Multiple joint pain can be caused by a variety of factors. The reasons of multiple joint pain vary depending on your age, and the causes of multiple joint pain in children differ from those in adults.
Multiple joint discomfort may be absolutely innocuous and only create transitory issues, but other causes may necessitate medical examinations and a referral to a specialist for confirmation of a diagnosis, which may include long-term therapy in some situations.
Multiple joint pain can also occur in conjunction with other health issues that are linked and require distinct treatments.
Although arthritis is not a single disorder with numerous forms, it is the most widely used phrase to describe the source of pain, swelling, and stiffness in joints.
Causes of Multiple joint pain
In most cases, the cause of pain originating inside multiple joints is arthritis. Disorders that cause arthritis may differ from each other in certain tendencies, such as the following:
- How many and which joints they usually involve
- Whether the central part of the skeleton, such as the spine or pelvis, is typically involved
- Whether arthritis is sudden (acute) or longstanding (chronic)
Acute arthritis affecting multiple joints is most often due to
- Viral infection
- The beginning of a joint disorder or a flare up of an existing chronic joint disorder (such as rheumatoid arthritis or psoriatic arthritis)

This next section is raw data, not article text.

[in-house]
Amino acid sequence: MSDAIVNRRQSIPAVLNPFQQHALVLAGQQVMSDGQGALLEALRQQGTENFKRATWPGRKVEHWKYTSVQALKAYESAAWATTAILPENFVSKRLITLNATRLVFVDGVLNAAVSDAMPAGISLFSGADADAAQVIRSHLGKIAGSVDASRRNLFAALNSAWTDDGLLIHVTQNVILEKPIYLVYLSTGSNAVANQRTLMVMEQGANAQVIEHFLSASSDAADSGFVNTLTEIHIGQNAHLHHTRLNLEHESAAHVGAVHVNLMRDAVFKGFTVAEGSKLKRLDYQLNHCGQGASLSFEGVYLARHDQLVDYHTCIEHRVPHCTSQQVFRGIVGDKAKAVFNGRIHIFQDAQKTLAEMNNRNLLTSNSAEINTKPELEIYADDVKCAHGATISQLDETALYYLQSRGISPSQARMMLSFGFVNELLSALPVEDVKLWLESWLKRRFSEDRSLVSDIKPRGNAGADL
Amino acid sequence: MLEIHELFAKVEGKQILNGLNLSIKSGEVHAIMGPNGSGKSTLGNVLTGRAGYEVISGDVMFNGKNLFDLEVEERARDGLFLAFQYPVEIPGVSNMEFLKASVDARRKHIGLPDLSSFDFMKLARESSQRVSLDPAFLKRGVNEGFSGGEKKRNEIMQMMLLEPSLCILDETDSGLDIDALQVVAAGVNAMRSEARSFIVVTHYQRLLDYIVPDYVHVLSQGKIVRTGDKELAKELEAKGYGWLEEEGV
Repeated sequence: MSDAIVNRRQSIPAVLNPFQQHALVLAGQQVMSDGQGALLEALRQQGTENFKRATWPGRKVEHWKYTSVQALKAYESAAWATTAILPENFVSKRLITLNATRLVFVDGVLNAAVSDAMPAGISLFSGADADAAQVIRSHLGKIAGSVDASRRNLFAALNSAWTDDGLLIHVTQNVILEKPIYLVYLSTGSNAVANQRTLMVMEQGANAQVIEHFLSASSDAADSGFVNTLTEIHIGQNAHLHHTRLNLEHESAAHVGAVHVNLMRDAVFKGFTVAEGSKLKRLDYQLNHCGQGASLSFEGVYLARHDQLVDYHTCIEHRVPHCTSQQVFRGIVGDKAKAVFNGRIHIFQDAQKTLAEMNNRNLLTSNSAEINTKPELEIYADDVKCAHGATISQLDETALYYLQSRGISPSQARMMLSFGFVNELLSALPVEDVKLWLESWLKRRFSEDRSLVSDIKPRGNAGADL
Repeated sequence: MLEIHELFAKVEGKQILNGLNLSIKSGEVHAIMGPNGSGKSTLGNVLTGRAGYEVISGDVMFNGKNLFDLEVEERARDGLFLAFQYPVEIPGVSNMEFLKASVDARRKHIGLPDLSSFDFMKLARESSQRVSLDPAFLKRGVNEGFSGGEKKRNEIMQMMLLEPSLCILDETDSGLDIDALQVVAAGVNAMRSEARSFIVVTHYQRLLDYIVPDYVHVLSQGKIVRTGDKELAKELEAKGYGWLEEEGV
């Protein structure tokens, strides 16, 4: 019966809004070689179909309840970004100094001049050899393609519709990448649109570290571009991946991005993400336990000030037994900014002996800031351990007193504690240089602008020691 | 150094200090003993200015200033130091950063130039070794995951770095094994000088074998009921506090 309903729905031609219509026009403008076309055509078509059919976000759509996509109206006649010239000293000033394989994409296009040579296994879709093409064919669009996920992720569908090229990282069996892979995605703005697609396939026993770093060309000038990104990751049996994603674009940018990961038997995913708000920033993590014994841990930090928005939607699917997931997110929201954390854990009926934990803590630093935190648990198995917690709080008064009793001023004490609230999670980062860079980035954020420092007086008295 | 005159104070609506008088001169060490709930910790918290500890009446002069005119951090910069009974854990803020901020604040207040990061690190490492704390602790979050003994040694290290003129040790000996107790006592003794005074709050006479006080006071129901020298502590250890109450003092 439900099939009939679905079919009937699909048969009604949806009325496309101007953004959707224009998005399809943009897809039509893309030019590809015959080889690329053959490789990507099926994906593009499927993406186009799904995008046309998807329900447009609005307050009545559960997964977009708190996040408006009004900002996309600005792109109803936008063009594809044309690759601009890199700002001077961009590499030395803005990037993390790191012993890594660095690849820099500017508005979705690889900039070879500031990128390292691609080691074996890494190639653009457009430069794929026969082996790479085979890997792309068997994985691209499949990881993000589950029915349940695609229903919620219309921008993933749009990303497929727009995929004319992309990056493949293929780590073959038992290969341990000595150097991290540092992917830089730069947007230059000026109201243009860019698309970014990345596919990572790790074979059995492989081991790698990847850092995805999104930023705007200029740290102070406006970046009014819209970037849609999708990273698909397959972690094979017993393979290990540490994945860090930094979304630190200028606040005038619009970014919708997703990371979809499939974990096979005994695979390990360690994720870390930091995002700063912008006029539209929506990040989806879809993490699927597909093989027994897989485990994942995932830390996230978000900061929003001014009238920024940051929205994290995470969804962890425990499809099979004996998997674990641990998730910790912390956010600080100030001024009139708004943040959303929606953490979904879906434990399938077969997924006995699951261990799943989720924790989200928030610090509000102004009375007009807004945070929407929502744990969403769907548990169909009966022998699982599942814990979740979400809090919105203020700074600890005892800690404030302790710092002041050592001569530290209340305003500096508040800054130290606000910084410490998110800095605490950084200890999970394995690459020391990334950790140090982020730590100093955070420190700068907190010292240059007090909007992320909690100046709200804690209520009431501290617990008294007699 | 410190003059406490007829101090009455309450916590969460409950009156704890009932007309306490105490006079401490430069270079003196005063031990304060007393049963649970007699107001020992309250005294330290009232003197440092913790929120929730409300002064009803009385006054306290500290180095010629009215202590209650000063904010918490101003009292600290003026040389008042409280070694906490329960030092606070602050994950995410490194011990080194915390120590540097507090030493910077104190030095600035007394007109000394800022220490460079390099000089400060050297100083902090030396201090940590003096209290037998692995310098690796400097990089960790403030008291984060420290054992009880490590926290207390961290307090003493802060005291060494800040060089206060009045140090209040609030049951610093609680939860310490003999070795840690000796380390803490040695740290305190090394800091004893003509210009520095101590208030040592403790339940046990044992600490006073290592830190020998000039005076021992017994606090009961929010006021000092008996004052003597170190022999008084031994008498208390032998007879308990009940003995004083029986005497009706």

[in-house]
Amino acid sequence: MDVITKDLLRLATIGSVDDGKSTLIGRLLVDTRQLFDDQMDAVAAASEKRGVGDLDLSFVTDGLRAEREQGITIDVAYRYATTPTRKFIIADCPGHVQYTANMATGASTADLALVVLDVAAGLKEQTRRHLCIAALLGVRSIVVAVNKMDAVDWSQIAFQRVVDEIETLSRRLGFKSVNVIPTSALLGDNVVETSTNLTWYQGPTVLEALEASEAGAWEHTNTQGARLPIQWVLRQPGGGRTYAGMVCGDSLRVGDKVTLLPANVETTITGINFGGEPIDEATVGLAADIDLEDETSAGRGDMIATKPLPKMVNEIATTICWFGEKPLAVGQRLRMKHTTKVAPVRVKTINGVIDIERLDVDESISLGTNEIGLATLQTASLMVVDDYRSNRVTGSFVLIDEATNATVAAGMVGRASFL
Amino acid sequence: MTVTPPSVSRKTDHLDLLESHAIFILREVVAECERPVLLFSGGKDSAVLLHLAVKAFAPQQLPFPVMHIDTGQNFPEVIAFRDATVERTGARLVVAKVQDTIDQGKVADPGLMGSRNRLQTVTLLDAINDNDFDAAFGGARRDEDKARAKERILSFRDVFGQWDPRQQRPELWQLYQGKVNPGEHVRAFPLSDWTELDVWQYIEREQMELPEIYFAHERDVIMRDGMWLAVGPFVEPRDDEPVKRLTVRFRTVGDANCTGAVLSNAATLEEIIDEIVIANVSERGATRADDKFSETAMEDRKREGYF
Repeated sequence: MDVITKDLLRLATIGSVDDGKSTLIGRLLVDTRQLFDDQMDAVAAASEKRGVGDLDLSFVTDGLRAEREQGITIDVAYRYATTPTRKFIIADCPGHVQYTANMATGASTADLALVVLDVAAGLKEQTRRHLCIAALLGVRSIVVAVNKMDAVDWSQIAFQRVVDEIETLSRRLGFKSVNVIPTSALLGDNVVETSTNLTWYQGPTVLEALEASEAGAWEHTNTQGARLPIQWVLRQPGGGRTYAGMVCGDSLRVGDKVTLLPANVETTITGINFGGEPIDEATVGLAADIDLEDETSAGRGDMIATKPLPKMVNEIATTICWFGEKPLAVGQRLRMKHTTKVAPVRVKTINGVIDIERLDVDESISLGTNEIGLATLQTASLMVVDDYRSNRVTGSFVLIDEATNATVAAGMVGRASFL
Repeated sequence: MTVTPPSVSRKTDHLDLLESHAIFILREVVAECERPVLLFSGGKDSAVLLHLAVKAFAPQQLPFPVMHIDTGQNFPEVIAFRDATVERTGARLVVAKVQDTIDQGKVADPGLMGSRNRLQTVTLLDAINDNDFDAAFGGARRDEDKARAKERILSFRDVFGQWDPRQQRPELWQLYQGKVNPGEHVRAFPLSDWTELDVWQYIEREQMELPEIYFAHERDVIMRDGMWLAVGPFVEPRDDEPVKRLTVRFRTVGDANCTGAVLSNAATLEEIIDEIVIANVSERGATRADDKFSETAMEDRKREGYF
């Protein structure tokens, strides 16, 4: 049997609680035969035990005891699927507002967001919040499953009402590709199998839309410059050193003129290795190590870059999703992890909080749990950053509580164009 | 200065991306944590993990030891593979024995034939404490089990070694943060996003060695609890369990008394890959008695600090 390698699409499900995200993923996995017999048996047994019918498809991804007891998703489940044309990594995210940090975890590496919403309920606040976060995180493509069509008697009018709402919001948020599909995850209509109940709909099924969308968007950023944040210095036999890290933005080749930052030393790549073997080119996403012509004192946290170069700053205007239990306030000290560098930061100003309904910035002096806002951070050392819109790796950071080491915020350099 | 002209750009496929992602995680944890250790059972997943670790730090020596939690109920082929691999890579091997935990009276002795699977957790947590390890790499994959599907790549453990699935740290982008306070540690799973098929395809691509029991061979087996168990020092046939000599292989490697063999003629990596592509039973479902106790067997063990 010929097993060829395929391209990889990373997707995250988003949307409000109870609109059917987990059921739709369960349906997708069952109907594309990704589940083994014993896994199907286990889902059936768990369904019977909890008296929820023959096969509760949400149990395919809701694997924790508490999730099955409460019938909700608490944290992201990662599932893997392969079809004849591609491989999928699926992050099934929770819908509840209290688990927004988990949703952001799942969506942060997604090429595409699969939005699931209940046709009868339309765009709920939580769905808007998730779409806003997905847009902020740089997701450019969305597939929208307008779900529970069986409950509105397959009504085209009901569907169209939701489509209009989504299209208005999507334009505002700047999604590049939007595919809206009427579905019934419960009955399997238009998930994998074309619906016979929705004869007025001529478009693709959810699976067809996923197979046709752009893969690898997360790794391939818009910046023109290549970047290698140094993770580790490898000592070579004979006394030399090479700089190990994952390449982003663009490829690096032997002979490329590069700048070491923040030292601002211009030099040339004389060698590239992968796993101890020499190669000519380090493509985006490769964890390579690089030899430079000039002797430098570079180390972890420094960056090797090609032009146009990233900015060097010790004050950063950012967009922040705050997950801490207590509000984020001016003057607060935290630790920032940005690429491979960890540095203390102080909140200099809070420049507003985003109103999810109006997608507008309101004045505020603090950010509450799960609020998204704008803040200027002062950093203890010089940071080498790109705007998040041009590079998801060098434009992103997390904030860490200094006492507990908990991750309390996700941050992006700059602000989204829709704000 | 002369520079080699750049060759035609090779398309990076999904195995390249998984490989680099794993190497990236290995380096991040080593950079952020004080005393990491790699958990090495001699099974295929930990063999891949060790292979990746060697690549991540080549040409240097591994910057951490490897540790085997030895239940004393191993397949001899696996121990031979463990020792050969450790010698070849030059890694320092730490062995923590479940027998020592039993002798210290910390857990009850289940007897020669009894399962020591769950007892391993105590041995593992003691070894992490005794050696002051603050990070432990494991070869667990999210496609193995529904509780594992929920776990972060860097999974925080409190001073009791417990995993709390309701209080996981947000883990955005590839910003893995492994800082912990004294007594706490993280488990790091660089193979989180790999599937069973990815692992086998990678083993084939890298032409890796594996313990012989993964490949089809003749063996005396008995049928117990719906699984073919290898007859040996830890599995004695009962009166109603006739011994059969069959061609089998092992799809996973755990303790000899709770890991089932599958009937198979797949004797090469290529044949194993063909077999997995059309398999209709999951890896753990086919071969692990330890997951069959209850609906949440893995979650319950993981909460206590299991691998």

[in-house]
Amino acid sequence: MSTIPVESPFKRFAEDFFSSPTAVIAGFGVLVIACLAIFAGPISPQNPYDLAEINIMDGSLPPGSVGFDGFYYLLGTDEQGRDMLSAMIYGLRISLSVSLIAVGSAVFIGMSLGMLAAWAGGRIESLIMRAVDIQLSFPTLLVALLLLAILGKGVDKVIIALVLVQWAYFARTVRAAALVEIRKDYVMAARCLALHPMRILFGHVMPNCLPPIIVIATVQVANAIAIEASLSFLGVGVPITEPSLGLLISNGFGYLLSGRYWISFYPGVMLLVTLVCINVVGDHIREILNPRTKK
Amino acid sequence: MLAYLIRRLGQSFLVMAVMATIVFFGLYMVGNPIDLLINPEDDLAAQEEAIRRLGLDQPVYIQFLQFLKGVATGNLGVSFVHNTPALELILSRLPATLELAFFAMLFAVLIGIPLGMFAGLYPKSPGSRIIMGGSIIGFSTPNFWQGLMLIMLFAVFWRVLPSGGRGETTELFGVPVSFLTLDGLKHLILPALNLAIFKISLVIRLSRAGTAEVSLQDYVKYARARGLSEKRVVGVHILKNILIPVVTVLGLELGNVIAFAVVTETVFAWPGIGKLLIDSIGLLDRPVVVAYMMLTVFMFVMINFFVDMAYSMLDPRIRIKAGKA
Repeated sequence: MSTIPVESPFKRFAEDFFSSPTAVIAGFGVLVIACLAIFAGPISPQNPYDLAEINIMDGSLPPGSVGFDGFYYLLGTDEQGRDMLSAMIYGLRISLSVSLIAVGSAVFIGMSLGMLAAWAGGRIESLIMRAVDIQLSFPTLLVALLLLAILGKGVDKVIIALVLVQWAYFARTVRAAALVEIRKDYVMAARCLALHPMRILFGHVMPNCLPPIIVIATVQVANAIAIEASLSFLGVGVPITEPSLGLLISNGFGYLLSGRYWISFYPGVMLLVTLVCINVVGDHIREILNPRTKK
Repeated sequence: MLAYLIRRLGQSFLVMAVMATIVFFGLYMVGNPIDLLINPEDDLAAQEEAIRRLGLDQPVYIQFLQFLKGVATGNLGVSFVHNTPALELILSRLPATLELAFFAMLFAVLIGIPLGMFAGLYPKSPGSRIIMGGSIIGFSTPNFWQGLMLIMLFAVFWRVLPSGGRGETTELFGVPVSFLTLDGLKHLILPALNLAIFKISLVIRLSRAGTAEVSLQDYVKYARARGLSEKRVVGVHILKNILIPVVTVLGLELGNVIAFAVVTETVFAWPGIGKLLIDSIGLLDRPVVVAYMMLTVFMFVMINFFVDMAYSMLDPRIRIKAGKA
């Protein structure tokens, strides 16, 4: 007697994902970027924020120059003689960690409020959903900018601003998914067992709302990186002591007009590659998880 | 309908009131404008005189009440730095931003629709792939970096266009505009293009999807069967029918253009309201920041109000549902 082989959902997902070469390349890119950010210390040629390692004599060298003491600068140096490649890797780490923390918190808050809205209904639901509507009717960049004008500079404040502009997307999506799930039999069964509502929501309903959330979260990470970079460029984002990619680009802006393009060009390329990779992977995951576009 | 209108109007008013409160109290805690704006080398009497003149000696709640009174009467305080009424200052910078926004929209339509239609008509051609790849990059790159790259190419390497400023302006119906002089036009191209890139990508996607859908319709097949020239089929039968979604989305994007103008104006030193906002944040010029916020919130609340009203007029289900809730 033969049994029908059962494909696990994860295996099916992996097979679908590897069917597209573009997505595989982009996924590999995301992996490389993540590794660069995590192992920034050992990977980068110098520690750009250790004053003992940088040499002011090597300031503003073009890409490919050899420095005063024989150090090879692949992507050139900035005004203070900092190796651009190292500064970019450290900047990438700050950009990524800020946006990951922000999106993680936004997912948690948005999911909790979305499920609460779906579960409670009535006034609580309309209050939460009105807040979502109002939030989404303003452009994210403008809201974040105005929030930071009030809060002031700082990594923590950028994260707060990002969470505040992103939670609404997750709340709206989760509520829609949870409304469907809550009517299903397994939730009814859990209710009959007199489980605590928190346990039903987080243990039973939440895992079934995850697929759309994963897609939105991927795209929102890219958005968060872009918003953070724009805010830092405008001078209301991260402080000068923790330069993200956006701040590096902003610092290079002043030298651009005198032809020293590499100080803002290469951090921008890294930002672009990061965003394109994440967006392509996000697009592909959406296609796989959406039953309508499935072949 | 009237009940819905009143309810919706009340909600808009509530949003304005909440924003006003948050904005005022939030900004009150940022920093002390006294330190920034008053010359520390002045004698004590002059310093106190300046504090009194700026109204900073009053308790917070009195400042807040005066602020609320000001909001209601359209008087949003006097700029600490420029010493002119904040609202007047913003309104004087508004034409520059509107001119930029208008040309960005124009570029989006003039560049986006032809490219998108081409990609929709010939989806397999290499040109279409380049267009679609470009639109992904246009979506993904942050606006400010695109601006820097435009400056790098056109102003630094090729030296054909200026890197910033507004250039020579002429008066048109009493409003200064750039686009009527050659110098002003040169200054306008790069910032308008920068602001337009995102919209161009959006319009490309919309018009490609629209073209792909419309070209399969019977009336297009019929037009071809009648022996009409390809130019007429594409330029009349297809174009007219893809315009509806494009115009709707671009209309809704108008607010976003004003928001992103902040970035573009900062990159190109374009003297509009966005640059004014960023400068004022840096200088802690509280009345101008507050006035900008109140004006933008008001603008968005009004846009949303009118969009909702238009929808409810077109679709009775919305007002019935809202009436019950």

- Gout or calcium pyrophosphate arthritis (previously called pseudogout)
Less common causes of acute arthritis in multiple joints include Lyme disease and gout (disorders that also may affect only one joint), gonorrhea and streptococcal bacterial infections, and reactive arthritis (arthritis that develops after an infection of the digestive or urinary tract).
Chronic arthritis affecting multiple joints is most often due to
- Inflammatory disorders such as rheumatoid arthritis, psoriatic arthritis, or systemic lupus erythematosus (in adults)
- The noninflammatory disorder osteoarthritis (in adults)
- Juvenile idiopathic arthritis (in children)
Some chronic inflammatory disorders can affect the spine as well as the limb joints (called the peripheral joints). Some affect certain parts of the spine more frequently. For example, ankylosing spondylitis more commonly affects the lower (lumbar) part of the spine, whereas rheumatoid arthritis more typically affects the upper (cervical) part of the spine in the neck.
The most common disorders outside the joints that cause pain around the joints are
- Polymyalgia rheumatica
- Bursitis or tendinitis
Bursitis and tendinitis often result from injury, usually affecting only one joint. However, certain disorders cause bursitis or tendinitis in many joints.